Marine Carbon Monoxide Detector

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Marine carbon monoxide detector is a critical piece of safety equipment on all boats. This odorless, tasteless and colorless gas is produced by combustion of fuel in your boat’s propulsion engine, gas generator or cooking/heating appliances. It can accumulate in confined spaces and be very dangerous to people aboard. Symptoms can include nausea, headache and chest pain. When exposure is prolonged, people may become disoriented or even pass out and die. The best way to prevent CO poisoning is to keep exhaust ports open, not block them and to ensure proper ventilation of cabin space.

What is a normal CO2 monitor level?

Per ABYC (American Boat and Yacht Council) standard ABYC A-24, carbon-monoxide detection systems must be installed on all vessels with an enclosed accommodation compartment. This includes designated sleeping accommodations, galley areas with sinks and head compartments.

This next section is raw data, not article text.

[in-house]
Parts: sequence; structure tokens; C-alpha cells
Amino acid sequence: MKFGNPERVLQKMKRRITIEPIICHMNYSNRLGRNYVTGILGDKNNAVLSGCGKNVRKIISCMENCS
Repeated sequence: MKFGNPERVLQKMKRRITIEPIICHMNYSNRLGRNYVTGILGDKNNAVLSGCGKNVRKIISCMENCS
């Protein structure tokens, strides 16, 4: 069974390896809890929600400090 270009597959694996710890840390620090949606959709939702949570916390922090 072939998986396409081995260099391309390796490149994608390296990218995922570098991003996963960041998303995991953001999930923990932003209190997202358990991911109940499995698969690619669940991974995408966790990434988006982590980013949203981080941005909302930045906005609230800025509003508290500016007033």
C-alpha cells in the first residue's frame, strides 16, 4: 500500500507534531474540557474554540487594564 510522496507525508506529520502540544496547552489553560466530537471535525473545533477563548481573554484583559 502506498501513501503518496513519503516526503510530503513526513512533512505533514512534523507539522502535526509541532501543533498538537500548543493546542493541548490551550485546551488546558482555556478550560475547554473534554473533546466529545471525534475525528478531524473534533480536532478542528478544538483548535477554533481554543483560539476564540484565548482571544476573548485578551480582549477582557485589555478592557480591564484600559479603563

CO is heavier than air and tends to disperse evenly throughout an area, so placement of a detector isn’t as critical as it would be on land. However, they should not be mounted near a hatch or door, which could distort readings. They should also be located away from dead air spaces, such as corners.

Some manufacturers offer CO detectors specifically for use on a boat. Those UL certified for marine use are designed to detect life threatening levels of CO more quickly than non-marine units. They are typically hard-wired and are equipped with a battery back up in case of power failure. Like all marine electronics, these are subject to moisture and corrosion, so they should be regularly tested and kept dry.

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